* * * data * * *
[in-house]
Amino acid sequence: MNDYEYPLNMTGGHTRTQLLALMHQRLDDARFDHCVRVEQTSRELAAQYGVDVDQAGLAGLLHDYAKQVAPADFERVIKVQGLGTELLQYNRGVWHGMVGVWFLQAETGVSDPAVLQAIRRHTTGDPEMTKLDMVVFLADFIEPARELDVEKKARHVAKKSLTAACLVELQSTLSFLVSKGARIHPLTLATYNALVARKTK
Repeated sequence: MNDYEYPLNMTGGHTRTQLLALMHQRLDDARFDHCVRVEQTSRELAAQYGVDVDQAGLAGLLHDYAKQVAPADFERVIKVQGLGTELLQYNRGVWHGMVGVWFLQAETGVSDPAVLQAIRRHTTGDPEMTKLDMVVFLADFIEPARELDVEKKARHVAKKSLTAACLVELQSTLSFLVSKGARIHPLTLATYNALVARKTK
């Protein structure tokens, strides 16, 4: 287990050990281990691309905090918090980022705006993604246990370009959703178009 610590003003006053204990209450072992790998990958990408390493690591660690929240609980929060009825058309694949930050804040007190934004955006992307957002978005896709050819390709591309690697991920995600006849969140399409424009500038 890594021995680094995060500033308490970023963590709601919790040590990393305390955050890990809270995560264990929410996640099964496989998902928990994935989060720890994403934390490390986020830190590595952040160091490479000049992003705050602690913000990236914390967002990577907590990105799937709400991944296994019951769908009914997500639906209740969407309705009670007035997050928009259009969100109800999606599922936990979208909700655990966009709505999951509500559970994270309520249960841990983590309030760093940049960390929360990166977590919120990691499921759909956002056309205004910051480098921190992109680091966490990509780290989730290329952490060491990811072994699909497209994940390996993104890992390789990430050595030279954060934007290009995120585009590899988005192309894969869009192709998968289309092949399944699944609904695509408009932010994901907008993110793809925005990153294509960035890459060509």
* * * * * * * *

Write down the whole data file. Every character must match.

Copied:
[in-house]
Amino acid sequence: MNDYEYPLNMTGGHTRTQLLALMHQRLDDARFDHCVRVEQTSRELAAQYGVDVDQAGLAGLLHDYAKQVAPADFERVIKVQGLGTELLQYNRGVWHGMVGVWFLQAETGVSDPAVLQAIRRHTTGDPEMTKLDMVVFLADFIEPARELDVEKKARHVAKKSLTAACLVELQSTLSFLVSKGARIHPLTLATYNALVARKTK
Repeated sequence: MNDYEYPLNMTGGHTRTQLLALMHQRLDDARFDHCVRVEQTSRELAAQYGVDVDQAGLAGLLHDYAKQVAPADFERVIKVQGLGTELLQYNRGVWHGMVGVWFLQAETGVSDPAVLQAIRRHTTGDPEMTKLDMVVFLADFIEPARELDVEKKARHVAKKSLTAACLVELQSTLSFLVSKGARIHPLTLATYNALVARKTK
């Protein structure tokens, strides 16, 4: 287990050990281990691309905090918090980022705006993604246990370009959703178009 610590003003006053204990209450072992790998990958990408390493690591660690929240609980929060009825058309694949930050804040007190934004955006992307957002978005896709050819390709591309690697991920995600006849969140399409424009500038 890594021995680094995060500033308490970023963590709601919790040590990393305390955050890990809270995560264990929410996640099964496989998902928990994935989060720890994403934390490390986020830190590595952040160091490479000049992003705050602690913000990236914390967002990577907590990105799937709400991944296994019951769908009914997500639906209740969407309705009670007035997050928009259009969100109800999606599922936990979208909700655990966009709505999951509500559970994270309520249960841990983590309030760093940049960390929360990166977590919120990691499921759909956002056309205004910051480098921190992109680091966490990509780290989730290329952490060491990811072994699909497209994940390996993104890992390789990430050595030279954060934007290009995120585009590899988005192309894969869009192709998968289309092949399944699944609904695509408009932010994901907008993110793809925005990153294509960035890459060509």